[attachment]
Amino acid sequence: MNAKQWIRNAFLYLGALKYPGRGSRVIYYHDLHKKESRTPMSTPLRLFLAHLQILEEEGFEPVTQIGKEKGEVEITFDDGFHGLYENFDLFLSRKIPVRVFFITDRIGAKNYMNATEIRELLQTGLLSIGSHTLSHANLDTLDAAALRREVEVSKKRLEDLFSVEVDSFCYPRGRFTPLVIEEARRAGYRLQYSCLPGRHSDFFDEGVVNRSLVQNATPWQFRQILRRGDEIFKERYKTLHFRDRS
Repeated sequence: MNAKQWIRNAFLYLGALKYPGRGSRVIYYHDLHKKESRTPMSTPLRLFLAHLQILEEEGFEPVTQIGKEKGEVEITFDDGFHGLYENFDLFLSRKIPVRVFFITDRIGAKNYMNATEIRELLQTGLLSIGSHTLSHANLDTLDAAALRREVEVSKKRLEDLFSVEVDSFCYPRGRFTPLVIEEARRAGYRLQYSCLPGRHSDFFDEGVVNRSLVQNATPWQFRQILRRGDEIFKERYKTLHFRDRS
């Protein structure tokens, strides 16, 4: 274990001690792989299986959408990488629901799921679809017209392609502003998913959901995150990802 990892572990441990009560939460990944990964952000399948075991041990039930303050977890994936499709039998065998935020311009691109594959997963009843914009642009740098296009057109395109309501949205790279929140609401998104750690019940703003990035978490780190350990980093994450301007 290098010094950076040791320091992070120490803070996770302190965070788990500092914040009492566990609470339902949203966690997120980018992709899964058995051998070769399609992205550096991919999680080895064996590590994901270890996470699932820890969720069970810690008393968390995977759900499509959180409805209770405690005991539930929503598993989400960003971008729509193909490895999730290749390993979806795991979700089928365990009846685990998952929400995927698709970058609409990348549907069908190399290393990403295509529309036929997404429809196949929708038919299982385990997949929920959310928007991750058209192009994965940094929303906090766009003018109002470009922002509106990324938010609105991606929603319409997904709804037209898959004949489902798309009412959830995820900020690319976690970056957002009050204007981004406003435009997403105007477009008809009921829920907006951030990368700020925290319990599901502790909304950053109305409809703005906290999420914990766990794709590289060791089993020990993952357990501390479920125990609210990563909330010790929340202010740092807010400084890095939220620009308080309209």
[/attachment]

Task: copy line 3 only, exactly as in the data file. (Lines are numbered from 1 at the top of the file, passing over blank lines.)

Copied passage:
């Protein structure tokens, strides 16, 4: 274990001690792989299986959408990488629901799921679809017209392609502003998913959901995150990802 990892572990441990009560939460990944990964952000399948075991041990039930303050977890994936499709039998065998935020311009691109594959997963009843914009642009740098296009057109395109309501949205790279929140609401998104750690019940703003990035978490780190350990980093994450301007 290098010094950076040791320091992070120490803070996770302190965070788990500092914040009492566990609470339902949203966690997120980018992709899964058995051998070769399609992205550096991919999680080895064996590590994901270890996470699932820890969720069970810690008393968390995977759900499509959180409805209770405690005991539930929503598993989400960003971008729509193909490895999730290749390993979806795991979700089928365990009846685990998952929400995927698709970058609409990348549907069908190399290393990403295509529309036929997404429809196949929708038919299982385990997949929920959310928007991750058209192009994965940094929303906090766009003018109002470009922002509106990324938010609105991606929603319409997904709804037209898959004949489902798309009412959830995820900020690319976690970056957002009050204007981004406003435009997403105007477009008809009921829920907006951030990368700020925290319990599901502790909304950053109305409809703005906290999420914990766990794709590289060791089993020990993952357990501390479920125990609210990563909330010790929340202010740092807010400084890095939220620009308080309209």